The next band I saw was a nice little crossover throwback. Angerhead seems to be a new band playing a very MOD/Crumbsuckers-esque hardcore-influenced thrash. Having them on the small side stage made it almost dangerous to be in there, as their mosh-ready riffage definitely found a home in the ears of this rowdy crowd. It was good stuff too, if you like your thrash as punky as you can get it.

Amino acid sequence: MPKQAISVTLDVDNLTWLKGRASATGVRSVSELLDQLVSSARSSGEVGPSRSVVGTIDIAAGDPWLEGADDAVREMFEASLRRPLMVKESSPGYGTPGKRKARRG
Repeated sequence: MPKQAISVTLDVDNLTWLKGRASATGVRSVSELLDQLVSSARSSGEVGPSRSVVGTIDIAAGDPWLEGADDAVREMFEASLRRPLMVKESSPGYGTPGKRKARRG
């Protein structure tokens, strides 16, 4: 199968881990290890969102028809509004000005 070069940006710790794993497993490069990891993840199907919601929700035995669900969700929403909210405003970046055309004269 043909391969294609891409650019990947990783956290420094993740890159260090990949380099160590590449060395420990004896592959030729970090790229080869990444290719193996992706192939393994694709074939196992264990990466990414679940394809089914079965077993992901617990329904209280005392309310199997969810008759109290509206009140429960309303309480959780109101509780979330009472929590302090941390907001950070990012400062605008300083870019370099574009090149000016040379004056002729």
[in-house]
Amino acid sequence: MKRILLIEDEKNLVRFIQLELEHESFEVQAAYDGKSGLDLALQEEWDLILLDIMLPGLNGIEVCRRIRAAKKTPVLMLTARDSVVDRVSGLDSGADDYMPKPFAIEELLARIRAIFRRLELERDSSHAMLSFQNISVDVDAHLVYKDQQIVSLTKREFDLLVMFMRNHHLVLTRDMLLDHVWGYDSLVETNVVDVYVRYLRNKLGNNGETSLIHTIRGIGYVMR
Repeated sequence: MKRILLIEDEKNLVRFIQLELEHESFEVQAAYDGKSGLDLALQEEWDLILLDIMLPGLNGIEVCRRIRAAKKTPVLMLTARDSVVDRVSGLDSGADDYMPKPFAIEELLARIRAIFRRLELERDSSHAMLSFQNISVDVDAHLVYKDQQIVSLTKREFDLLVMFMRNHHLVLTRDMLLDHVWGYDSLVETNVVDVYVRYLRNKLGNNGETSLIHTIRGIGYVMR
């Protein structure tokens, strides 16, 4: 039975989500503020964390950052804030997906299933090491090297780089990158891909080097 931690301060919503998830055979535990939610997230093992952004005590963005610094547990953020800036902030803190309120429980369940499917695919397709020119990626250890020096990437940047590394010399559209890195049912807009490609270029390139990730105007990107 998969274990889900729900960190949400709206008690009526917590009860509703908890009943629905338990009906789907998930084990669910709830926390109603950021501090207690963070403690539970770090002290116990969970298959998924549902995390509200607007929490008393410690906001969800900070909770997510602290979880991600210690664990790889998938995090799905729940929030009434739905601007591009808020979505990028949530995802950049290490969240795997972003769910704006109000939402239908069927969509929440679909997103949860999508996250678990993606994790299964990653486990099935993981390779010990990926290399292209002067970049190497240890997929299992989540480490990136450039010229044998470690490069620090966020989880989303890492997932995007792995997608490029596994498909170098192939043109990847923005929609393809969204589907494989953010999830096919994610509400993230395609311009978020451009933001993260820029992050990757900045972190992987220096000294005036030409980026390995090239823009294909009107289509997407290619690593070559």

Going a little out-of-order to get the last side stage band reviewed here, I found myself watching Attitude Adjustment for the second time in as many weeks. Being completely unfamiliar with the band – despite my love of the old school – I'm extremely impressed with THEIR brand of thrash/punk/core crossover. Still along the Suicidal/Crumbsuckers/MOD lines, but quite a bit more aggro and way less silly, this band slays. Several original members remain, among them Mr. Chris Kontos and guitarist Eric McIntrie, not to mention vocalist Kevin Reed, and you get the idea from watching them onstage that there is just a genuine love of this music they create and that is why they do this. The music isn't precise, but it's not meant to be, and that's part of what makes this band awesome...it's just go-for-the-throat moshcore from an era when moshing meant a circle of doom and not practicing pussy karate moves.